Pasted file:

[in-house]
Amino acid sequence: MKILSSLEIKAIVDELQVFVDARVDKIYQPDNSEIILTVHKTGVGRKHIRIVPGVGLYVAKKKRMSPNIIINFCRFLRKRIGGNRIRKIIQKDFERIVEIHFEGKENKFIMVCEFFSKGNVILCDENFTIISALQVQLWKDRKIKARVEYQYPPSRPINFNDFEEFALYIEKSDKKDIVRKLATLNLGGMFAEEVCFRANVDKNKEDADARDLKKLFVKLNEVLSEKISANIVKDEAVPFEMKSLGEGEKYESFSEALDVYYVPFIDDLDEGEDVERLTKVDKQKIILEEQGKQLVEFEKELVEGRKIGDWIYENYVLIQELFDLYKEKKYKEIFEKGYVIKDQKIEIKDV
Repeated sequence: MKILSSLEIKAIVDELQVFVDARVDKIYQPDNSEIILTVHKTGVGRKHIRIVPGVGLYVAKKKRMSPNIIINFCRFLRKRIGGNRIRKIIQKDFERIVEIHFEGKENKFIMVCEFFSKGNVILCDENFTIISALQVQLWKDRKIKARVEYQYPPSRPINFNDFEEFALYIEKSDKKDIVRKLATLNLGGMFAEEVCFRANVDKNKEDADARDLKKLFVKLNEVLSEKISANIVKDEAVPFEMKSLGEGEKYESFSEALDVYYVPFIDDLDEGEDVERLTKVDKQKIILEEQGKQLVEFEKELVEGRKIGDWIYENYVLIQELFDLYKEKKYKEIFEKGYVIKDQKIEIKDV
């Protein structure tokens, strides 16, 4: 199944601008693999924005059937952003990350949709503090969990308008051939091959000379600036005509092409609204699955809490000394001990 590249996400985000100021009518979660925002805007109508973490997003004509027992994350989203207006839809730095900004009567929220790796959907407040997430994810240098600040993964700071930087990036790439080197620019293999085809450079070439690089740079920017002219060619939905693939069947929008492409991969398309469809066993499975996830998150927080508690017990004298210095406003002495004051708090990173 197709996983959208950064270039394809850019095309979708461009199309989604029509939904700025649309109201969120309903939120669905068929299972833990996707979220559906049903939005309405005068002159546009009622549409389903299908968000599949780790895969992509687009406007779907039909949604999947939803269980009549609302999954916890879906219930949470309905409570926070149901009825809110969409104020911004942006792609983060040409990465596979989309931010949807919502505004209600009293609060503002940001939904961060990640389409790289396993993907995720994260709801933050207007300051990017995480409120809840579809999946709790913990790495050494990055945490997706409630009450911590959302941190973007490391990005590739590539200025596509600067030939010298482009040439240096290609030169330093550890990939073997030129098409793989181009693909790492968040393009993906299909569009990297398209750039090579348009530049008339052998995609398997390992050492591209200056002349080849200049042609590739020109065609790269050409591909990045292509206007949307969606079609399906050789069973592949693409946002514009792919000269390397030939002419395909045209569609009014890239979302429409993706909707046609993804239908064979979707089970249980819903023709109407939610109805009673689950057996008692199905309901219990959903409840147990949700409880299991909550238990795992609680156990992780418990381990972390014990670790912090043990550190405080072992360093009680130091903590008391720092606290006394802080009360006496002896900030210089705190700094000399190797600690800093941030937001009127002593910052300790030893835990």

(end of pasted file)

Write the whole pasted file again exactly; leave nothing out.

[in-house]
Amino acid sequence: MKILSSLEIKAIVDELQVFVDARVDKIYQPDNSEIILTVHKTGVGRKHIRIVPGVGLYVAKKKRMSPNIIINFCRFLRKRIGGNRIRKIIQKDFERIVEIHFEGKENKFIMVCEFFSKGNVILCDENFTIISALQVQLWKDRKIKARVEYQYPPSRPINFNDFEEFALYIEKSDKKDIVRKLATLNLGGMFAEEVCFRANVDKNKEDADARDLKKLFVKLNEVLSEKISANIVKDEAVPFEMKSLGEGEKYESFSEALDVYYVPFIDDLDEGEDVERLTKVDKQKIILEEQGKQLVEFEKELVEGRKIGDWIYENYVLIQELFDLYKEKKYKEIFEKGYVIKDQKIEIKDV
Repeated sequence: MKILSSLEIKAIVDELQVFVDARVDKIYQPDNSEIILTVHKTGVGRKHIRIVPGVGLYVAKKKRMSPNIIINFCRFLRKRIGGNRIRKIIQKDFERIVEIHFEGKENKFIMVCEFFSKGNVILCDENFTIISALQVQLWKDRKIKARVEYQYPPSRPINFNDFEEFALYIEKSDKKDIVRKLATLNLGGMFAEEVCFRANVDKNKEDADARDLKKLFVKLNEVLSEKISANIVKDEAVPFEMKSLGEGEKYESFSEALDVYYVPFIDDLDEGEDVERLTKVDKQKIILEEQGKQLVEFEKELVEGRKIGDWIYENYVLIQELFDLYKEKKYKEIFEKGYVIKDQKIEIKDV
């Protein structure tokens, strides 16, 4: 199944601008693999924005059937952003990350949709503090969990308008051939091959000379600036005509092409609204699955809490000394001990 590249996400985000100021009518979660925002805007109508973490997003004509027992994350989203207006839809730095900004009567929220790796959907407040997430994810240098600040993964700071930087990036790439080197620019293999085809450079070439690089740079920017002219060619939905693939069947929008492409991969398309469809066993499975996830998150927080508690017990004298210095406003002495004051708090990173 197709996983959208950064270039394809850019095309979708461009199309989604029509939904700025649309109201969120309903939120669905068929299972833990996707979220559906049903939005309405005068002159546009009622549409389903299908968000599949780790895969992509687009406007779907039909949604999947939803269980009549609302999954916890879906219930949470309905409570926070149901009825809110969409104020911004942006792609983060040409990465596979989309931010949807919502505004209600009293609060503002940001939904961060990640389409790289396993993907995720994260709801933050207007300051990017995480409120809840579809999946709790913990790495050494990055945490997706409630009450911590959302941190973007490391990005590739590539200025596509600067030939010298482009040439240096290609030169330093550890990939073997030129098409793989181009693909790492968040393009993906299909569009990297398209750039090579348009530049008339052998995609398997390992050492591209200056002349080849200049042609590739020109065609790269050409591909990045292509206007949307969606079609399906050789069973592949693409946002514009792919000269390397030939002419395909045209569609009014890239979302429409993706909707046609993804239908064979979707089970249980819903023709109407939610109805009673689950057996008692199905309901219990959903409840147990949700409880299991909550238990795992609680156990992780418990381990972390014990670790912090043990550190405080072992360093009680130091903590008391720092606290006394802080009360006496002896900030210089705190700094000399190797600690800093941030937001009127002593910052300790030893835990």